Scottish Postgraduate Conference In Theology and Religious Studies

On June 8, New College is hosting the Scottish PG. Conference in Theology and Religious Studies. I have never attended one of these, so I don't quite know what to expect. But I did toss an abstract into the mix and it was accepted. I am looking forward to using the occasion as a chance to outline the broad strokes of some secondary research I have been doing here in Edinburgh through the following short paper:

Book Culture in Early Christianity: Text, Technology, and Early
Christian Theology

Recent advances in codicology and the history of literacy in early Christianity offer new paradigms for the study of early Christian origins and New Testament theology. This paper will summarize key historical propositions from these fields of scholarship and the nature of their relation to early Christian faith and practice. Much of the data concerning the writing culture of early Christianity, scribal practices in antiquity, and literacy rates in different areas of the Roman Empire has been part of New Testament studies for quite some time, but the means by which this data can deepen our appreciation of the development and spread of early Christian theology has not. This paper will propose several ways in which these rich fields of study can affect New Testament criticism and interpretation.

I did not have room in the abstract to toss in a sentence or two on my introduction to the paper, but I have been increasingly struck by how analogous the period of transition from scroll to codex in Greco-Roman culture is to our contemporary limbo between written and online publishing. In each historical context you have an authority granted to one medium or technology that is only slowly being granted to the other. Part of this textual transition is a complete redefinition of publishing, writing, and reading, and the cultural or semiotic authority that attends these activities. At the very least, thinking of a few early Christian scribal tendencies from this perspective is provocative. I won't have the time on this occasion to explore that thought in great detail, but perhaps at another conference.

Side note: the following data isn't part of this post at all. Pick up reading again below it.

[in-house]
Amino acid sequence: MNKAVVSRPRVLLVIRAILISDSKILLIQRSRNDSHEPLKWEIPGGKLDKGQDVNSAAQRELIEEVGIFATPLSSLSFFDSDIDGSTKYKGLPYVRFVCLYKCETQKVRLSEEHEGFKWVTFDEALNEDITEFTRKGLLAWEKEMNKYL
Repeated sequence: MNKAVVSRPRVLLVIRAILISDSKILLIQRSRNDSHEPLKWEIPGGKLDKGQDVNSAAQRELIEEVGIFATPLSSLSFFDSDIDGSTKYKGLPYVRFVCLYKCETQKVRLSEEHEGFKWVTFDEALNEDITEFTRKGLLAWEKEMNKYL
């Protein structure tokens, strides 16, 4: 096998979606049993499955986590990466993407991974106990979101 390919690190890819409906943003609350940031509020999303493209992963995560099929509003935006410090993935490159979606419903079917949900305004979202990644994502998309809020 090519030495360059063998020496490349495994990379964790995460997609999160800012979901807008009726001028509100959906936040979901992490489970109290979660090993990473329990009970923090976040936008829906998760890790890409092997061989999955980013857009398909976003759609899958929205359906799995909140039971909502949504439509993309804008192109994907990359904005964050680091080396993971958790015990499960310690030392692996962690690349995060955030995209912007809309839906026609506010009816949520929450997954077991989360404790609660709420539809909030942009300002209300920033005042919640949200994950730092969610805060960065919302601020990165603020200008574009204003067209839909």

Michael F. Bird said...

Michael, sounds good. If ya can send me a copy and I'd be glad to read over it for you.

M. Leary said...

Okay, but I will have to write it first!

Roger Pearse said...

The transition from the manuscript era to that of the printed book is still more analogous to that from printing to online.

After all, all these new texts online are not from the best sources, but from that available to hand (as in the case of printed texts of the classics in the renaissance). The rich and the powerful reject the new medium -- as in the renaissance.

On another note, the ease of copying and altering online texts, the lack of pagination and permanent reference takes us back to the manuscript era in many ways. Will scholars in years to come be attempting to draw stemmas of electronic texts, or wondering where those of us involved in scanning got our sources?

M. Leary said...

Your comments ring true. I am not as conversant with that later era, but I need to be. There seem to be a number of historical factors at work in the scroll-codex, manuscript-print, and the print-online transitions that imply a set of analogous cultural patterns. I am hesitant to say too much about these "patterns" at this point, but simply find the analogy I proposed as a helpful pedagogical aid.

"Stemmas of electronic texts..." That is frightening. We may also see the rise in a set of redactional critical methods applied to Wikipedia entries!

Roger Pearse said...

There is also the question of losses at each stage. When the codex replaced the roll, any literature not copied was soon lost, as readers preferred the easier new format. Likewise whatever was not printed was vulnerable, and there were losses at this stage also. Will the same apply to whatever is online?

Material can be lost which happens to be out of fashion. We are fortunate that the codex-fillers of the 4th century were interested in the likes of Tacitus and Suetonius, which had been out of fashion in the 2nd century; but we lack 2nd and 3rd century texts, which perhaps were out of fashion.

Each technology change is like a gate, and people living on the far side of it base everything on the new form. This is why the Italian mss of the 'Corpus Cluniacense' collection of Tertullian's works all derive from one copy: itself a copy into humanist script from a Gothic exemplar. Both the Gothic ms and the copy are still in Florence, but every copy derives from the humanist copy. So it always is.

Michael F. Bird said...

Michael, I will be the Scottish Conf next Thursday, so I hope to catch you then.

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